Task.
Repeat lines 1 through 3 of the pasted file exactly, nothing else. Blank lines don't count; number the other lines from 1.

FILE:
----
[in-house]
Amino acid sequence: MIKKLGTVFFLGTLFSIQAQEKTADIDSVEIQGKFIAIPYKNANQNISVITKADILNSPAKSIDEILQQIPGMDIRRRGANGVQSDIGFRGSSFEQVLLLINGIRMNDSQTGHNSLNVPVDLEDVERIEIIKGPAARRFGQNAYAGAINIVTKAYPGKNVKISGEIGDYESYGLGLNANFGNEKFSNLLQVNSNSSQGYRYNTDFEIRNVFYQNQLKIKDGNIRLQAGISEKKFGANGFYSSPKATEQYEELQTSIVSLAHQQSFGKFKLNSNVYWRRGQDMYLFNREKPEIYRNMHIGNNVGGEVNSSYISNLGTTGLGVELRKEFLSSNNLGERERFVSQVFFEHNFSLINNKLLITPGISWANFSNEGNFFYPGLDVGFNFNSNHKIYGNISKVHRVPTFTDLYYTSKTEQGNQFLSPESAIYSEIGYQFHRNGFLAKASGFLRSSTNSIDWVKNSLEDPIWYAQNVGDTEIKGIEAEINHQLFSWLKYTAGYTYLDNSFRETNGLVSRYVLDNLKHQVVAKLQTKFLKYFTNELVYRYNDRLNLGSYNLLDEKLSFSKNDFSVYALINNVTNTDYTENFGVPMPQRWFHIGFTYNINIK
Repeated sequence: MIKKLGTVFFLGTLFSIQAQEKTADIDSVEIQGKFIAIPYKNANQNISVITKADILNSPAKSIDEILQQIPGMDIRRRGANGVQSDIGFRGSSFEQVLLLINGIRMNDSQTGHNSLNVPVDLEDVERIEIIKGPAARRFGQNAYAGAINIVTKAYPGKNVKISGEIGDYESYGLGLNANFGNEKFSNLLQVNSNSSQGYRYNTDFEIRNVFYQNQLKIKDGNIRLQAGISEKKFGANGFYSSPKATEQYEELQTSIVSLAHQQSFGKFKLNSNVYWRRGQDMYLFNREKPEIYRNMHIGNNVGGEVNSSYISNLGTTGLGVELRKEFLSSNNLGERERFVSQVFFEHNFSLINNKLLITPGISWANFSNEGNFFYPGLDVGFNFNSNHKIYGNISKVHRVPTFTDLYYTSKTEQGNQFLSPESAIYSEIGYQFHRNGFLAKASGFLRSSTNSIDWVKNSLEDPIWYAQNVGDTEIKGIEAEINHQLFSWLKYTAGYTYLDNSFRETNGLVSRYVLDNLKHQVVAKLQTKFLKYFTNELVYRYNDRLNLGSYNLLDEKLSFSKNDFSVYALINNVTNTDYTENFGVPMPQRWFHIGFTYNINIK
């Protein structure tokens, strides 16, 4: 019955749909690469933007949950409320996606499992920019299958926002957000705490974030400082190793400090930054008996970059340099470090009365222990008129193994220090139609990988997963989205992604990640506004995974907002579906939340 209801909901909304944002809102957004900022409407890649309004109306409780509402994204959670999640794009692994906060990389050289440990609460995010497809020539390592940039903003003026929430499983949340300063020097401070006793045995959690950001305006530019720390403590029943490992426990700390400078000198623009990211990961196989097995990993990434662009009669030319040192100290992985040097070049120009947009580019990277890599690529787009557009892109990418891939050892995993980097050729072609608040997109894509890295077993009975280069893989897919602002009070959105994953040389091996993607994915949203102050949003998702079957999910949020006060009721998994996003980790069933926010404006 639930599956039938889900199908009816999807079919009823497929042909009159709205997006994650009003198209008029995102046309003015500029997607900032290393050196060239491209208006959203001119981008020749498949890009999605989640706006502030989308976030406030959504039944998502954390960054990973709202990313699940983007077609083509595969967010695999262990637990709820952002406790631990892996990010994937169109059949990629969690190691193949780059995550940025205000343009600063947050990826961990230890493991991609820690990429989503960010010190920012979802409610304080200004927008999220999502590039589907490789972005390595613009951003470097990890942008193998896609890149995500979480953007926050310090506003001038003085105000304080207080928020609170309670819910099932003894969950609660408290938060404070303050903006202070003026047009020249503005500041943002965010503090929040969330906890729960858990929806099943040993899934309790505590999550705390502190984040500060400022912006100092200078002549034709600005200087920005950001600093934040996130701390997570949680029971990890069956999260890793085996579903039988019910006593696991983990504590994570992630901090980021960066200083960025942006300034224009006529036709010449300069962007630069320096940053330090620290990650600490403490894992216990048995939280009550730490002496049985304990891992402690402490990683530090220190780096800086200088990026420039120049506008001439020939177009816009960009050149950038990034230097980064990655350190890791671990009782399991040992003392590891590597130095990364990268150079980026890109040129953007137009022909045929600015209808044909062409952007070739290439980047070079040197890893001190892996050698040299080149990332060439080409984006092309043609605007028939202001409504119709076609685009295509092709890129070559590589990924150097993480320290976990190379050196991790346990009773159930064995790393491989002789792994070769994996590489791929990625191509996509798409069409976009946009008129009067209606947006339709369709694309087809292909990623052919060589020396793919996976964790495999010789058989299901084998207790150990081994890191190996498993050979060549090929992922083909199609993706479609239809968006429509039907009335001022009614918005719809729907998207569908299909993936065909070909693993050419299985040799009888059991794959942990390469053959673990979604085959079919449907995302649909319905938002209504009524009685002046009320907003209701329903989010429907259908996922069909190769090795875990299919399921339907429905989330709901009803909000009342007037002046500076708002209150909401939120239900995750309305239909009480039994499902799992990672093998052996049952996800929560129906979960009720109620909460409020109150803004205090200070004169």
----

[in-house]
Amino acid sequence: MIKKLGTVFFLGTLFSIQAQEKTADIDSVEIQGKFIAIPYKNANQNISVITKADILNSPAKSIDEILQQIPGMDIRRRGANGVQSDIGFRGSSFEQVLLLINGIRMNDSQTGHNSLNVPVDLEDVERIEIIKGPAARRFGQNAYAGAINIVTKAYPGKNVKISGEIGDYESYGLGLNANFGNEKFSNLLQVNSNSSQGYRYNTDFEIRNVFYQNQLKIKDGNIRLQAGISEKKFGANGFYSSPKATEQYEELQTSIVSLAHQQSFGKFKLNSNVYWRRGQDMYLFNREKPEIYRNMHIGNNVGGEVNSSYISNLGTTGLGVELRKEFLSSNNLGERERFVSQVFFEHNFSLINNKLLITPGISWANFSNEGNFFYPGLDVGFNFNSNHKIYGNISKVHRVPTFTDLYYTSKTEQGNQFLSPESAIYSEIGYQFHRNGFLAKASGFLRSSTNSIDWVKNSLEDPIWYAQNVGDTEIKGIEAEINHQLFSWLKYTAGYTYLDNSFRETNGLVSRYVLDNLKHQVVAKLQTKFLKYFTNELVYRYNDRLNLGSYNLLDEKLSFSKNDFSVYALINNVTNTDYTENFGVPMPQRWFHIGFTYNINIK
Repeated sequence: MIKKLGTVFFLGTLFSIQAQEKTADIDSVEIQGKFIAIPYKNANQNISVITKADILNSPAKSIDEILQQIPGMDIRRRGANGVQSDIGFRGSSFEQVLLLINGIRMNDSQTGHNSLNVPVDLEDVERIEIIKGPAARRFGQNAYAGAINIVTKAYPGKNVKISGEIGDYESYGLGLNANFGNEKFSNLLQVNSNSSQGYRYNTDFEIRNVFYQNQLKIKDGNIRLQAGISEKKFGANGFYSSPKATEQYEELQTSIVSLAHQQSFGKFKLNSNVYWRRGQDMYLFNREKPEIYRNMHIGNNVGGEVNSSYISNLGTTGLGVELRKEFLSSNNLGERERFVSQVFFEHNFSLINNKLLITPGISWANFSNEGNFFYPGLDVGFNFNSNHKIYGNISKVHRVPTFTDLYYTSKTEQGNQFLSPESAIYSEIGYQFHRNGFLAKASGFLRSSTNSIDWVKNSLEDPIWYAQNVGDTEIKGIEAEINHQLFSWLKYTAGYTYLDNSFRETNGLVSRYVLDNLKHQVVAKLQTKFLKYFTNELVYRYNDRLNLGSYNLLDEKLSFSKNDFSVYALINNVTNTDYTENFGVPMPQRWFHIGFTYNINIK